If you think that bisexuality is a behavior exclusive to humans, think again! Actually, bisexuality is spotted in many species across nature – including various mammals and us. In fact, there is a track record of bisexual behavior being recorded as early as the ancient history.

 

The thing is the clear distinction between homo and heterosexual people is fairly recent – dating back to the nineteenth century. Before that, there wasn’t really a clear concept definition of bisexuality.

 

Which doesn’t mean it didn’t exist!

 

In Ancient Greece, romantic and/or sexual relationships between people of the same gender were common – and it was also fairly common to see reports on people that would have lovers of both genders.

 

Even the gods were prone to bisexual behavior themselves, as there are tales of the almighty (and VERY sexually active) Zeus cozying up to a beautiful boy, proving these ideas were not sinful or reprimandable.

 

There are also records of bisexual behavior in a variety of cultures – especially the ones that were not under the influence of Christianity. Having relations with both sexes was common amongst Samurai in Japan and in Native Tribes of the American continent, for example.

Blame it on Freud

The term bisexuality was actually coined to mark it as a disease, as deviant. At the height of the psychologization of human behaviors, the idea of someone who could be attracted was considered an anomaly – along with many other normal needs. Who doesn’t remember Freud infamously dismissing female desire as hysteria?

 

It would take a long time for the term to be reclaimed by actual bisexual people – something that only started in the 1960s and has been consistently growing since then.

 

Nowadays, bisexuals have their own beautiful flag – with the colors purple, blue, and fuchsia – and their own international visibility day – the 23rd of September.

 

Bisexual characters in fiction

We know visibility matters, and there’s still a long road before bisexuality is adequately portrayed in the media. Most of bisexual characters are a gross misrepresentation of the spectrum – a lot of them being female who are on screen to be fetishized. Bisexual men are rare to come by.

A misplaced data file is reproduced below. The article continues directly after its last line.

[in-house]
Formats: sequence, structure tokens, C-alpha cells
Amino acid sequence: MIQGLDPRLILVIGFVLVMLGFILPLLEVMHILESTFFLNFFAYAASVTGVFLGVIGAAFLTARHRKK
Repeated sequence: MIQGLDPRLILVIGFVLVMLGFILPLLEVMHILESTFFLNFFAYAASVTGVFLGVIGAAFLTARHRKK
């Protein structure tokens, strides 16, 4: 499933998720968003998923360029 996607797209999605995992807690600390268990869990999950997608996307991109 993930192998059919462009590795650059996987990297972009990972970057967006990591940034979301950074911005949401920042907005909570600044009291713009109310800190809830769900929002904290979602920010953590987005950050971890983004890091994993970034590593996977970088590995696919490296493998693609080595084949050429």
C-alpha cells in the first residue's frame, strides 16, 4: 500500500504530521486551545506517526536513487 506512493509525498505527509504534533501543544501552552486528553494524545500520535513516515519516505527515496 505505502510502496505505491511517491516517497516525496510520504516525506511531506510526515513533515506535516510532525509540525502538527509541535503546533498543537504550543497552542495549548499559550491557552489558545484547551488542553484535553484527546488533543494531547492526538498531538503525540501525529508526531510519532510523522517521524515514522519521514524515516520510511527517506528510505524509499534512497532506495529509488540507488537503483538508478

But bisexual characters have been existing and resisting for a long time! Here is a list of some of the most famous ones:

 

Vampires

Vampires in fiction tend to be overt sexual creatures, and there has been a bisexual innuendo along the way. Take a look, for example, at the portrayal of vampires in Anne Rice’s The Vampire Chronicles. But even before that, Lucy, one of the first vampires to ever show up in fiction in the Middle Ages, was biting the necks of both boys and girls.

 

Dorian Gray

Dorian Gray, the beautiful and vain immortal character created by Oscar Wilde, was famously bedding both men and women.

 

Harley Quinn

While Harley mainly has eyes only for her Mister J., in the comics she’s confessed to also like girls.

 

Atomic Blonde

Most recently, Lorraine Broughton, played by Charlize Theron in Atomic Blonde is also into boys and girls – and has a romance with a charming female spy.

 

drawing of a bisexual man

B is for beautiful

To sum up: Bisexuality is a vibrant community, and some would even go far as to say it contemplates most of us. It’s very important to spread information about how it works, validate bisexuality in all its forms and celebrate bi people!

 

How do I know if I’m bisexual?

The short answer is, you are considered bisexual if you feel attraction to both genders – even if you’re more inclined towards one or another, or if that changes with time.

 

The long answer is sexual preference and identity are extremely personal matters, only you can say if you feel you fit with the label – or if you need a label at all. Just know that however you feel; your sexuality is seen, and you are part of the queer community.

How did YOU find out you were bisexual? What is YOUR favorite bisexual character? We would love to hear more about your experiences on this topic. Tell us all about it either on Instagram or via email!

written by Pimenta Cítrica

SOURCES FOR THIS ARTICLE INCLUDE

https://www.theguardian.com/lifeandstyle/2020/feb/11/threesomes-men-women-sex-psychology

https://www.insider.com/things-to-know-before-you-have-a-threesome-2020-12

https://www.psychologytoday.com/us/blog/the-myths-sex/202012/how-many-people-have-actually-been-part-threesome

https://greatist.com/live/ready-for-threesomes